No. 20 WVU Hosts No. 1 UConn

Once-streaking West Virginia has cooled considerably, losing three of its last five, including a home upset versus Navy. Now, it hosts No. 1 Connecticut with a national stage to showcase itself – and stop a slump that threatens to unravel a promising year.

The No. 20 Mountaineers (8-5, 4-3 Big East) beat then-top five Maryland and Duke on the road, wins that have since lost a bit of luster as both teams struggle to mediocre campaigns at 6-4-3 and 7-4, respectively. WVU followed suit, starting 6-2, then losing 1-0 to South Florida in double overtime on a set piece off an arguable foul before dropping a match at Notre Dame by the same tally. Wins against bottom-feeders Pitt and Georgetown only served to pad a record lacking a marquee victory.

So the question remains: who are these 2007 Mountaineers? The ones that created chances early and relied upon a nearly impenetrable defense to ride out six 1-0 decisions in the first eight outings? Or the squad that has since seen its offensive flow and control disappear against fast, athletic teams with similar talent? West Virginia will attempt to answer that tonight at 8 p.m., when it plays host to top-rated UConn (12-1-1, 6-1-1), a team that has dominated at home, but split a threesome of away games with a win, loss and tie.

"I talk about the evolution of this program, and I think I have the pedal down to the ground to speed that evolution up," second-year West Virginia head coach Marlon LeBlanc said. "What UConn has is a tradition of winning and championships. That persona, that fiber doesn't happen overnight. I know, and this program knows, we have a long way to go to get to the level of a UConn. That doesn't mean on any given night we can't knock off a No. 1. Regardless of how good UConn is and what they have done, I know and these guys know in our hearts that we are good enough to compete."

What LeBlanc doesn't know is how his squad will respond to the change in lineup. WVU went away from what won it earlier games, moving Gift Maworere forward and filling his midfield slot. That bumped forward/midfielder Tony Lindroos, negating the international player's scoring abilities and taking him from what most consider his natural position of forward. The sophomore, who started the final five games last season after being cleared to play midway through the year, will now return to forward. LeBlanc also plans to swap 6-4 Jason Bristol for 6-2 Alex Erwin at center back. Bristol, a former walk-on, is two inches taller and five pounds heavier than Erwin – who LeBlanc believes is beginning to fatigue – and would appear a better match for Connecticut's larger front.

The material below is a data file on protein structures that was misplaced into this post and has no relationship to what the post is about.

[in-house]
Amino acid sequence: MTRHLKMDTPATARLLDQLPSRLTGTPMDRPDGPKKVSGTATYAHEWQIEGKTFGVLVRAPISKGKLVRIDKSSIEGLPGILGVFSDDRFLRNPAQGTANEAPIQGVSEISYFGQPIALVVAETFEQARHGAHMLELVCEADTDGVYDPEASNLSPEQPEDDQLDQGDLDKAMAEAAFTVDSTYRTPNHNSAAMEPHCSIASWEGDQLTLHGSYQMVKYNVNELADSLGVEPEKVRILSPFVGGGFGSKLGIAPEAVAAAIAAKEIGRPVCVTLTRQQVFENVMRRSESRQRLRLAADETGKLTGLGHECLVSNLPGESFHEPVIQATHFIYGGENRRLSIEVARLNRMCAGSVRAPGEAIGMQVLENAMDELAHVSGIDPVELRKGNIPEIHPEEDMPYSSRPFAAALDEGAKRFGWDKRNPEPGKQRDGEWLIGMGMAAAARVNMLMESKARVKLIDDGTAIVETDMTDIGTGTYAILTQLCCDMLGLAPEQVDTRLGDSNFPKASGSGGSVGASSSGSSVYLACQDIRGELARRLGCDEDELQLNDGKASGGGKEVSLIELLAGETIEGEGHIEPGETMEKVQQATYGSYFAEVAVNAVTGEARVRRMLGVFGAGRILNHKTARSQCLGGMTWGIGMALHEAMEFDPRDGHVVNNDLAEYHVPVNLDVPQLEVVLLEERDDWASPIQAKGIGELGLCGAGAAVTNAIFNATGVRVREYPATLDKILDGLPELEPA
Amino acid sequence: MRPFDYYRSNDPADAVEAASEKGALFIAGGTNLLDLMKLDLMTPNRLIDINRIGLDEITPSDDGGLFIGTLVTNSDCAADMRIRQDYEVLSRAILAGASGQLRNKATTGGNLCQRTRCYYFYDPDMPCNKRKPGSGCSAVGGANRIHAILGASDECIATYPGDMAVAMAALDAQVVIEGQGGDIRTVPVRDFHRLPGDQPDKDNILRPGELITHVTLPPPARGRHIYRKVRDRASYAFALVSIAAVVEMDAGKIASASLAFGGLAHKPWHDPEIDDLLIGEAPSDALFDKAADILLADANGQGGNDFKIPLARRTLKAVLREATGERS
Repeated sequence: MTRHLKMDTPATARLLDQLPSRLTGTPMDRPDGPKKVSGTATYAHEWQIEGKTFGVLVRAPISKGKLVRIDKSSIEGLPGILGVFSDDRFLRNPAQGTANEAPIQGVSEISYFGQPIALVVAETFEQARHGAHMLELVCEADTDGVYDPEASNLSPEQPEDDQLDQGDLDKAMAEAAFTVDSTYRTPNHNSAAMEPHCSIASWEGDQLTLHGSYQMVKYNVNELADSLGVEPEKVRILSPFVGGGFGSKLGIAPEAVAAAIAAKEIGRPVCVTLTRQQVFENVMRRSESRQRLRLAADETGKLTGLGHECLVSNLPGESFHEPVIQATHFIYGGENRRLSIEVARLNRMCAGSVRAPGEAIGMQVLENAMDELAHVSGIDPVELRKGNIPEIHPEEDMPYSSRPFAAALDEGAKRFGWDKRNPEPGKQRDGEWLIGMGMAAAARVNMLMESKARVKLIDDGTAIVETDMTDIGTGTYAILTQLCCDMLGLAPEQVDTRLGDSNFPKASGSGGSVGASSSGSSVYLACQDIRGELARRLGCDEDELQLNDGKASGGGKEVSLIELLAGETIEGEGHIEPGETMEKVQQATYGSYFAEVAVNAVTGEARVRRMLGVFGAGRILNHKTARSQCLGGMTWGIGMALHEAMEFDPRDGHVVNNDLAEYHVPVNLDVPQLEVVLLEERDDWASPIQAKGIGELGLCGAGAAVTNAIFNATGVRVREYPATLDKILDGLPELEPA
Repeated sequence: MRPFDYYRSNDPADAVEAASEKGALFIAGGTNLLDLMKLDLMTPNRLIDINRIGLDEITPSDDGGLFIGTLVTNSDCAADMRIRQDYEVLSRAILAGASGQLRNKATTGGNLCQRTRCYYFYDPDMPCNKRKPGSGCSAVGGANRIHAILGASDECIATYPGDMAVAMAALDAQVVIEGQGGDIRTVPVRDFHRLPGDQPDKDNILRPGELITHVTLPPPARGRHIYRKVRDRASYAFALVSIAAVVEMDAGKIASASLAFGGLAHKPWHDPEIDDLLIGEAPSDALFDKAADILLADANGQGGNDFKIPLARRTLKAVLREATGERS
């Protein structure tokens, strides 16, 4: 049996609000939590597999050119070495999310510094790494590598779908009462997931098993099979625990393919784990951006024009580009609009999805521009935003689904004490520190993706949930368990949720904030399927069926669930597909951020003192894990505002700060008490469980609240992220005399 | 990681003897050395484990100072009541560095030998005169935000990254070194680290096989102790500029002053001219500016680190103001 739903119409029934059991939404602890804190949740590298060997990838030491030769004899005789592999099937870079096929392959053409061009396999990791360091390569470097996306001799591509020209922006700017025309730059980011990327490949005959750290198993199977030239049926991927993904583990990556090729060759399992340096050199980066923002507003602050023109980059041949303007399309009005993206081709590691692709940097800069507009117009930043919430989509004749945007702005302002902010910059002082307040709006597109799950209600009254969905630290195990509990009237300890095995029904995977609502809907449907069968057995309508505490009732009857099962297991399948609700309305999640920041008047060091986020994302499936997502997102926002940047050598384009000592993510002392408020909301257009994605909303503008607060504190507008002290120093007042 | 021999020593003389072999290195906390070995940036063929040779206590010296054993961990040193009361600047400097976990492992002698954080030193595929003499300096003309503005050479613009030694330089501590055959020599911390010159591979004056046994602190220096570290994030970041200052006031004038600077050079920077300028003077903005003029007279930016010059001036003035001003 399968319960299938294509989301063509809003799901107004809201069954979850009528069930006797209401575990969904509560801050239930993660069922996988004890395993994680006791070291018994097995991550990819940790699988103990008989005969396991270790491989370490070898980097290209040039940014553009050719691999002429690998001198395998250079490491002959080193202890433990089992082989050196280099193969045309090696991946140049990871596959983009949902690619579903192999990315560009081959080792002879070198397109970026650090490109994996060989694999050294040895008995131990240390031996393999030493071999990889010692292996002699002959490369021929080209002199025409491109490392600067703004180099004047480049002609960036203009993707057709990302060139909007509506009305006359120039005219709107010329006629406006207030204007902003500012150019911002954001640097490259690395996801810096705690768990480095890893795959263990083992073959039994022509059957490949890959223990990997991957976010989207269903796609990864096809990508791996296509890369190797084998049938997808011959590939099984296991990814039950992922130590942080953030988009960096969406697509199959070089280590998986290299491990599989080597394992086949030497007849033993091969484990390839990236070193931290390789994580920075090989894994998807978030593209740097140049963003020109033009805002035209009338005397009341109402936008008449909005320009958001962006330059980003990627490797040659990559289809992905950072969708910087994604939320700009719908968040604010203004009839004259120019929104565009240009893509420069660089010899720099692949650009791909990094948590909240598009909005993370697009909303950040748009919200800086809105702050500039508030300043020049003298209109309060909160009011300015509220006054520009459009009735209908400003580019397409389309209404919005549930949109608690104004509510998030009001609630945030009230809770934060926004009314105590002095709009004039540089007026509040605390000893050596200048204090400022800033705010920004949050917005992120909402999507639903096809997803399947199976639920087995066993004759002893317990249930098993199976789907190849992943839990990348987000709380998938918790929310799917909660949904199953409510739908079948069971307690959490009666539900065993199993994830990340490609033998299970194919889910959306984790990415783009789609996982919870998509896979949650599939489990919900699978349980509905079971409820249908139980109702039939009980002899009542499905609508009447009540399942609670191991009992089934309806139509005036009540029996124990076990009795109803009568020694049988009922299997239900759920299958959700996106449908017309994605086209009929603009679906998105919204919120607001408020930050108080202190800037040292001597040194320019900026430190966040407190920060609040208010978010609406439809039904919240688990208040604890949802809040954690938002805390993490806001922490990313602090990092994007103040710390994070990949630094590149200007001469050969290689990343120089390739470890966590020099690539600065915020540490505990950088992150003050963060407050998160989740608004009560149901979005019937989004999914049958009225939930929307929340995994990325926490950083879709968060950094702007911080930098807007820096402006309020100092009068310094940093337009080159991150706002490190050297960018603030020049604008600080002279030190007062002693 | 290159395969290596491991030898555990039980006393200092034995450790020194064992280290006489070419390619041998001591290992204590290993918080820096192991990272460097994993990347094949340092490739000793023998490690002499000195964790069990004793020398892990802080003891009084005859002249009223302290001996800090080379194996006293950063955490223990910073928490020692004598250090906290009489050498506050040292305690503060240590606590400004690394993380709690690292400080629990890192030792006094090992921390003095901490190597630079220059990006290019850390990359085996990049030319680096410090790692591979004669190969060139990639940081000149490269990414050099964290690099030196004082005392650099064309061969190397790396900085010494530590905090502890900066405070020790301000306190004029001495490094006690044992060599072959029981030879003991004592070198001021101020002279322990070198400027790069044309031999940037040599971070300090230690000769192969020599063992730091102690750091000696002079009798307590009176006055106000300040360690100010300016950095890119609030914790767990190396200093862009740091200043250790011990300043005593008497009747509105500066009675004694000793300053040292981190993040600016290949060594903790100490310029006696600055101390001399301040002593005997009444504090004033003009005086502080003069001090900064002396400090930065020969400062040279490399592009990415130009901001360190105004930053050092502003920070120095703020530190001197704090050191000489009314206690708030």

LeBlanc admitted pushing Maworere on didn't work as well as hoped. In a trademark sign of a superior strategist, the 2006 National Coach of the Year noted what was transpiring and, instead of being stubborn, simply made the needed moves. Saying the original switches "unbalanced us in the process," LeBlanc is still seeking that spark that ignited the hot start. The moves would appear, at lest on paper, to help West Virginia regain that against the Huskies' size.

Much of the focus will be upon 2005 Big East Rookie of the Year O'Brian White, a 6-1, 165 pound forward who led the team in scoring with seven goals, six assists and 20 points last season in garnering first-team league honors. The junior has 34 points, this season, including 15 goals, four of which were game winners. The catalyst leads a balanced offense unlike any WVU has faced. Duke and Maryland are offensively-oriented, but utilize a faster-paced attack setup by a speed-over-size approach. UConn mixes the two, pacing the midfield with a trio of 5-11 or taller players led by Ryan Cordiero (4G, 7A), and Akeem Priestly (3G, 7A, 2GW), honorable mention and second-team All-Big East selections, respectively, last season.

That should be an improved match for WVU. The Mountaineers have one of the nation's biggest defensive lines. At times, they struggled to run with faster teams. But versus the more physical play of UConn, it would seem a fine fit.